More than 200 people have signed a petition against the evictions, saying the beavers use the area as a home
A battle over the fate of beavers in Ontario is pitting two sides against each other – environmentalists who believe the creatures have been fighting for their lives, and property owners and some of the area’s users who say their property has been trashed.
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Residents and visitors in the town of Picton, near Hamilton, are fuming after last week’s eviction order from Metrolinx, Ontario’s transportation planning agency. It has evicted the 28 beavers and their den from a pond that is home to Canada’s largest beaver population.
In a blogpost, Metrolinx described its decision as the result of consulting with many interested parties, including residents, but residents want no part of their beavers being kicked out.
Metrolinx on Monday began cleaning up the water at the beaver pond in Picton, Ontario, but was ordered to stay away by local officials. Photograph: Paul Chiasson/The Canadian Press via AP
“The beavers use the area as a home base and the removal has impacted their ability to gather food, be male and female bonding, sustain complex animal behaviour and their natural offspring and meet a living need to live in this area,” Metrolinx wrote.
While Metrolinx has given the beavers until Saturday to leave, residents say that it should be up to them to decide whether the creatures stay or go. The area is a popular outdoor activity for residents, while the beavers use the pond as a home base, the Guardian reported.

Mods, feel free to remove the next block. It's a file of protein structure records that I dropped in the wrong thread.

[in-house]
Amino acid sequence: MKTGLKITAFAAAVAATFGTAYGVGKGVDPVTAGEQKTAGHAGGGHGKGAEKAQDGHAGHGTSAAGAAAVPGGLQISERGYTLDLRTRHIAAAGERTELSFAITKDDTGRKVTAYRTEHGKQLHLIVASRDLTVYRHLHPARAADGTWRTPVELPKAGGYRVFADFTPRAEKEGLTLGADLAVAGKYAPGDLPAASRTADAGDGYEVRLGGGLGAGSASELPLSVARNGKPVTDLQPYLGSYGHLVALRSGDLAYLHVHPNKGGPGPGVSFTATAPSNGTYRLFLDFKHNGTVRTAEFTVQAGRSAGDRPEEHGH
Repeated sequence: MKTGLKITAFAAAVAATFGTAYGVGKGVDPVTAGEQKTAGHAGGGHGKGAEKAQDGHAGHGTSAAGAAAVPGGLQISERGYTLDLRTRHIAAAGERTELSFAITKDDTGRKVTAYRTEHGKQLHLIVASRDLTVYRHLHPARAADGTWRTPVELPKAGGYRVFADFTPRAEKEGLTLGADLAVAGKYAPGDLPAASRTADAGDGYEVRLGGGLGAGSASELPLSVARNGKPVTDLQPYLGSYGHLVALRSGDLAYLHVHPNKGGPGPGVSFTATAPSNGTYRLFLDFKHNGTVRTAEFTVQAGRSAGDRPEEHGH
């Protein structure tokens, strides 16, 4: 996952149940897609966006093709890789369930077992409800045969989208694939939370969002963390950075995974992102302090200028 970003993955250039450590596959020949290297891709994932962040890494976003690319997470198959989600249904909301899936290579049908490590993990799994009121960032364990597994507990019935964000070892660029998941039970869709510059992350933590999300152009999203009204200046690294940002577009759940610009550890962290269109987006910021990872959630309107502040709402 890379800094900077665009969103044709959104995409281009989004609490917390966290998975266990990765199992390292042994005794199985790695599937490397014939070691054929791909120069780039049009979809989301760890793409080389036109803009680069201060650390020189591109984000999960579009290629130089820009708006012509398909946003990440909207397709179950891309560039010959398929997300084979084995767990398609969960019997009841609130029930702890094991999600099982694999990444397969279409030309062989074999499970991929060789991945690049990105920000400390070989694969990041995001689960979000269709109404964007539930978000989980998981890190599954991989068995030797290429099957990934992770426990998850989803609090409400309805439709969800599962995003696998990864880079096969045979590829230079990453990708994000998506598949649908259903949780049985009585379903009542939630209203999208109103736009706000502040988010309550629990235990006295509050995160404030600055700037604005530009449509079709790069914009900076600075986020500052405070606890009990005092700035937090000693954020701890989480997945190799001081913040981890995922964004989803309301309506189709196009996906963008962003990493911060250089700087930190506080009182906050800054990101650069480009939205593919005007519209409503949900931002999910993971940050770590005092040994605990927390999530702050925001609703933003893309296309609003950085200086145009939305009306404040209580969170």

Their spokesman told the Toronto Star: “They’re not bad. We like them. We want them to stay. It’s very important to the community.”
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Many residents have voiced their anger online.
“People in Hamilton, and specifically in Picton, don’t appreciate the little environmental impacts,” said Lou Torres, president of the We Wish to Make a Difference Foundation, an environmental organization in Queen’s Park, Ontario. “We don’t care. All we care about is making money.”
Metrolinx defended its decision, saying that beavers waste water in the pond and create ponds that are inaccessible to children and pets.
“Council and staff did everything possible to keep these invasive beavers in their pond, including chasing them and capturing them one by one,” Metrolinx said in a statement. “It became clear that with continued infestations of invasive aquatic vegetation and flooding, the pond could no longer sustain a beaver population.”
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Beavers are common in some forests in Ontario, Quebec and Nova Scotia, but are usually disassociated with humans, except for the odd roadkill. They are not seen as a threat to humans.
But environmentalists say they are causing environmental problems by discharging their waste into waterways, and have been threatening to demolish beaver ponds with slingshot-style devices that explode the decaying waste, capable of emitting a choking stink.
The beavers, for their part, are sad to leave. They are territorial and fond of chases and claw fights, and Chucky was a famous beaver mascot until he was decapitated by boating on a rainy day.